Wednesday, July 14, 2010

Wikileaks and the never-ending war

Now the state department has told BBC News how Bradley Manning, based at the Hammer military field base in Iraq, could have accessed information unrelated to the US mission in that country.
In an e-mail, US state department spokesperson Megan Mattson said: "After the events of 11 September 2001, agencies across the federal government understood that greater information sharing was vital to protecting our national security interests.
"As part of our efforts to make Department of State information available to those who have a legitimate need to know, we established the Net Centric Diplomacy initiative, which allows Department of State information to be shared on the Department of Defence's SIPR (Secret Internet Protocol System) Net system."

The above is from Chris Vallance's "US government lifts lid on alleged leak to WikiLeaks" and, on this topic, dropping back to yesterday's snapshot, these three paragraphs confused some:

Monday April 5th, WikiLeaks released US military video of a July 12, 2007 assault in Iraq. 12 people were killed in the assault including two Reuters journalists Namie Noor-Eldeen and Saeed Chmagh. Monday June 7th, the US military announced that they had arrested Bradley Manning and he stood accused of being the leaker of the video. Philip Shenon (Daily Beast) reported last month that the US government is attempting to track down WikiLeaks' Julian Assange. Last Tuesday, the military charged Manning. Leila Fadel (Washington Post) reported he had been charged -- "two charges under the Uniform Code of Military Justice. The first encompasses four counts of violating Army regulations by transferring classified information to his personal computer between November and May and adding unauthorized software to a classified computer system. The second comprises eight counts of violating federal laws governing the handling of classified information." Today on Antiwar Radio, Scott Horton discussed the issues with Glenn Greenwald. Strangely, Glenn Greenwald was able to talk about what Bradley was charged with, what he was alleged to have done. Example below.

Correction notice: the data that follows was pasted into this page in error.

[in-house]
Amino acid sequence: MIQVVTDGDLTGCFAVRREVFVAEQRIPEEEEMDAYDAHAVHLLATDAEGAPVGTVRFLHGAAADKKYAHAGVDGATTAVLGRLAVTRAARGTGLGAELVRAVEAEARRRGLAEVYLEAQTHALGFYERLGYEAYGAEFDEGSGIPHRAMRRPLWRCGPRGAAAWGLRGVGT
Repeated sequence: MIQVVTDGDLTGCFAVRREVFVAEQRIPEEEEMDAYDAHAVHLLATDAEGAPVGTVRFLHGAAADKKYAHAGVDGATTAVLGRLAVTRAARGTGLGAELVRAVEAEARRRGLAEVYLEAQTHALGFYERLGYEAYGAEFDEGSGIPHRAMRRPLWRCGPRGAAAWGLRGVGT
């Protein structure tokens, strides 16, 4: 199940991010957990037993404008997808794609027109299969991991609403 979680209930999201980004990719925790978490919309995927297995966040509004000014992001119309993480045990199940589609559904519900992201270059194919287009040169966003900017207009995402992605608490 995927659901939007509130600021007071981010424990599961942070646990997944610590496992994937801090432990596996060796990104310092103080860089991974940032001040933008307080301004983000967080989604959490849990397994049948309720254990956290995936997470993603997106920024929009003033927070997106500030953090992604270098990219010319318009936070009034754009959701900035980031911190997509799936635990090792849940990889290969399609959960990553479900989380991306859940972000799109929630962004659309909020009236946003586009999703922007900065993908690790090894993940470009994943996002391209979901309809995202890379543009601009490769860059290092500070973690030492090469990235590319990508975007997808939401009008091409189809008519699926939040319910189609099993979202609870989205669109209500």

Glenn Greenwald: Well one of the interesting parts of the charging document is how different it is than the chat logs that were released by Wired magazine in which he allegedly confessed to this hacker Adrian Lamo which is what started this case in the first place. There's a lot of facts that are very different if you look at what the charging documents said he did versus what he allegedly said in those chats.

In the final moments, Scott would point out that Wired refused and refuses to release the alleged transcripts in full (unexpurgated) and Glenn would talk about how, based on his legal experience, when someone refuses to do that, they generally are attempting to conceal something that doesn't jibe so easily with the rest of the narrative. This was a very brief segment.